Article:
Wikipedia roundup: madeleines, here; “High Time” movie, here; Henry Mancini, here.

(Thank you, Steve S., for bringing this to my attention!)


Copyright © 2014 Paula Bosse. All Rights Reserved.

The Century Room’s Retractable Dance Floor

ad-adolphus-hotel_century-room_sm(click for larger image)

by Paula Bosse

If you’re getting all dressed up for a night on the town, you want to make sure you get your money’s worth, entertainment-wise. That’s why you head to the tony Century Room at the swank Hotel Adolphus. Not only is there dining and dancing, there’s also an ice show. Yep, an ice show. When “Texas’ Only Complete Floor Show on Ice” has wrapped up, a dance floor magically covers the ice, and you and your honey can trip the light fantastic to the fabulous strains of Herman Waldman & His Orchestra. Skates optional.




An entertaining page with facts and photos of the Century Room’s many looks and themes over the years can be found here.


Copyright © 2014 Paula Bosse. All Rights Reserved.

Please Don’t Pull the Daisies

city-park_no-one-allowed-to-pull-flowersCity Park, 1909-ish (click for larger image)

by Paula Bosse

Back when Old City Park was merely “City Park.” The sign at the bottom right reads: “WARNING: NO-ONE ALLOWED TO PULL FLOWERS.” Seems a bit brusque. Not even a “please.” Still, one best not.


Hand-colored postcard with an odd color palette, probably by Weichsel, around 1909.


Copyright © 2014 Paula Bosse. All Rights Reserved.

“Wonderful K-BOX” at 1480 On Your AM Dial

kbox-djs“Wonderful K-BOX” jocks atop the Southland Life Bldg. (click for larger image)

by Paula Bosse

When I was a kid, it seems like KBOX was always on in the background. Always. My father was a huge country music fan, and it was one of the (if not THE) top country stations in town. This was in the ’70s. So it’s a bit of a shock to learn that KBOX had been a Top 40 station in the ’50s and ’60s — in fact, it was the major competitor of top-dog KLIF.

The photo above was shot atop the Southland Life Building in 1966 and appeared on an LP called “Dusty Discs.” On-air personalities shown are (top row) Terry Byrd, Ron Rice, Frank Jolle/Jolley, (bottom row) Dan Patrick, Bill Ward, and Bill Holley.

The competition between KBOX (owned by John Box — the “Box” in KBOX) and KLIF (owned by the legendary Gordon McLendon) was fierce. This explains the banner below, which was the idea of John Box, and which he had his DJ’s hold during the same photo shoot. Box had the photo printed up and gleefully sent to McLendon as a Christmas card that year (during which KBOX had trounced KLIF in one of the crucial ratings periods). (I’m sure McLendon enjoyed seeing his name misspelled.) AM radio ain’t for the meek.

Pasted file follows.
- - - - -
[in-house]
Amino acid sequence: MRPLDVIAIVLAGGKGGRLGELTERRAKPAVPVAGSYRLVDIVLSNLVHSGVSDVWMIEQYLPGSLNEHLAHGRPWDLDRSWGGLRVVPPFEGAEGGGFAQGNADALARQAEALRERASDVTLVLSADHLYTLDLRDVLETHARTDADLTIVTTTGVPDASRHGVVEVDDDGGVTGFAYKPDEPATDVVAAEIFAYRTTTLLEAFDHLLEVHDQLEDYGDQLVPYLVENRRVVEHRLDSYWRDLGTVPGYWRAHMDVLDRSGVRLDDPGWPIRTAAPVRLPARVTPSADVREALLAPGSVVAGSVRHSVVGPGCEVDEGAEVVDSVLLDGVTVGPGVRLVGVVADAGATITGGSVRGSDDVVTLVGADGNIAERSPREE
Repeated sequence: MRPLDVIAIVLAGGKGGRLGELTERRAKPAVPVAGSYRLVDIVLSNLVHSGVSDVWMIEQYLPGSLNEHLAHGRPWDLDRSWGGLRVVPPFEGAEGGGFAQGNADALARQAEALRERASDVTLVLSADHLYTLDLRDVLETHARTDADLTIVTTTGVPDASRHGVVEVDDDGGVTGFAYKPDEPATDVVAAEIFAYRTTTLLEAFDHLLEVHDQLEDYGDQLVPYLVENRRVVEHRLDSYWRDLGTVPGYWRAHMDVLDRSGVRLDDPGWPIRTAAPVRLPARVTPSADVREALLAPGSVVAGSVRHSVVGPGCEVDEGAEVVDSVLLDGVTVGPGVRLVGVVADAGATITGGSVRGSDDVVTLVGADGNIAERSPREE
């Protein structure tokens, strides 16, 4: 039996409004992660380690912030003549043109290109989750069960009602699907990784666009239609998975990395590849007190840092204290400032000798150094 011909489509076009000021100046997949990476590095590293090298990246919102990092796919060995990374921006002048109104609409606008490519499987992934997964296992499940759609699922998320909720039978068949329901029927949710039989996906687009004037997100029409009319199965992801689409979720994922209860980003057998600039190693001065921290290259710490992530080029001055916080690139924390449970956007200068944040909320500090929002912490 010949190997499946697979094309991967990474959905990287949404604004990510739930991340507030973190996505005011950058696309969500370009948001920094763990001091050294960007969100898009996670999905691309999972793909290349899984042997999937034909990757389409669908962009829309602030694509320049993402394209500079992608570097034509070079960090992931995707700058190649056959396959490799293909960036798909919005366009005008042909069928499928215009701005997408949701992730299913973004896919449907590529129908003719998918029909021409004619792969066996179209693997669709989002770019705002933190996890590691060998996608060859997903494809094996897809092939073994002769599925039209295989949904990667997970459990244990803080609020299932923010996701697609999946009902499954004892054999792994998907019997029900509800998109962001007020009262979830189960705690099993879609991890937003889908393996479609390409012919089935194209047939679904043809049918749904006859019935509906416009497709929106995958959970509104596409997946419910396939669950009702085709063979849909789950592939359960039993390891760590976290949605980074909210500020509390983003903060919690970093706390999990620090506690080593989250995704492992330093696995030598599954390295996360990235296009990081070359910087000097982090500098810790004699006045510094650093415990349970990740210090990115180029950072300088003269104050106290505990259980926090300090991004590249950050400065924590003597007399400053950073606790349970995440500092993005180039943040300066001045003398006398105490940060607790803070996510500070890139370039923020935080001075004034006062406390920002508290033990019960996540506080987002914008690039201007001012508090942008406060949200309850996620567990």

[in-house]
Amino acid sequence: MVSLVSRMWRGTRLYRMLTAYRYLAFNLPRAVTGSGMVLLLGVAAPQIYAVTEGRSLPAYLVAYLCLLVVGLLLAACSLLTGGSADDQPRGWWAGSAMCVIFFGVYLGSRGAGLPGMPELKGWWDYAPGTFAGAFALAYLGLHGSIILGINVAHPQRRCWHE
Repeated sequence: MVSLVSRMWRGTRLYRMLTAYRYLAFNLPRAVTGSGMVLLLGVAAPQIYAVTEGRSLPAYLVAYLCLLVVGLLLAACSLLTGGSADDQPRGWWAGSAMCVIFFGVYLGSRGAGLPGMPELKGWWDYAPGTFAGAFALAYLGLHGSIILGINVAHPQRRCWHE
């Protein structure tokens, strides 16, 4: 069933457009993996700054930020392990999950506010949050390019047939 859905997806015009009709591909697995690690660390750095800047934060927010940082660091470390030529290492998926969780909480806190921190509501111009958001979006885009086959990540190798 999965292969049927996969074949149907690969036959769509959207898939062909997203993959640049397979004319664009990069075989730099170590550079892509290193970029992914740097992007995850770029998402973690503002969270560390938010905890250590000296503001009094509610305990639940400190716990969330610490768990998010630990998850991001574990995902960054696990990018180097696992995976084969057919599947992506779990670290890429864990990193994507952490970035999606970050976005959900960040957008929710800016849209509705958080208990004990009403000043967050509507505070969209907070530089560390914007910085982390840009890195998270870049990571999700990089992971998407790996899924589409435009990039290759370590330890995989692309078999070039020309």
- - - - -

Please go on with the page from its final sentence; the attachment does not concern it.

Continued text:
Top photo/album cover from eBay.

Second photo from a Frank Jolley site, here. (Jolley’s name is spelled “Jolley” and “Jolle” almost interchangeably all over the internet, so I’m not sure which is correct.)

Absolutely everything you’d ever want to know about KBOX can be found here (and this is just part two of the history!).

BEST OF ALL, though is this aircheck from 1959, featuring Dan Ingram. It’s crazy. The energy level is exhausting to listen to. They were really pulling out all the stops. (And, hey, you could go see Johnny Cash at the Sportatorium for ONE DOLLAR!) This is great:


Copyright © 2014 Paula Bosse. All Rights Reserved.

Dallas High School Football, 1909-Style

football-team-1909High school football team, 1909 (click for larger image)

by Paula Bosse

Great photo described only as “a high school football team,” from 1909. The team most likely represented the “Colored High School” located at Hall and Cochran, the only high school in Dallas at the time for African-American students (it eventually merged with and relocated to the nearby Booker T. Washington High School in the early 1920s where, incredibly, it remained the city’s only high school for black students until Lincoln High School opened in South Dallas in 1939).

As everything was segregated at the time, including schools and sports, the number of black high school football teams they could play was severely limited — in-town opponents were non-existent. In fact, a 1909 blurb in The Dallas Morning News announced that “[t]he football team of the Dallas Colored High School will play the Wylie University team from Marshall at Gaston Park” (Nov. 12, 1909). They were playing college teams. From 150 miles away. At least they were the home team.


Photo from the J. L. Patton Collection, Dallas Historical Society.

Click picture for larger image.


Copyright © 2014 Paula Bosse. All Rights Reserved.

McFarlin Auditorium, Following Morning Chapel — 1927

mcfarlin-auditorium_1927McFarlin Auditorium, post-Chapel, 1927 (click for larger image)

by Paula Bosse

Another in the series of wonderful postcards celebrating the history of the Park Cities, this one shows McFarlin Auditorium in 1927, then only two years old. From the back of the card:

“This is a 1927 photograph taken following morning Chapel in McFarlin Auditorium. The building is located at McFarlin Blvd. and Hillcrest on the Southern Methodist University campus. At that time, Chapel attendance was mandatory for SMU students. Dr. R. E. Dickenson was Chaplain and conducted the daily chapel services, and Dr. Charles C. Selecman was the President of the University.”

Below are a couple of details of the photo which show, in the background, interesting (if fuzzy) views of houses and other structures along (and beyond) Hillcrest.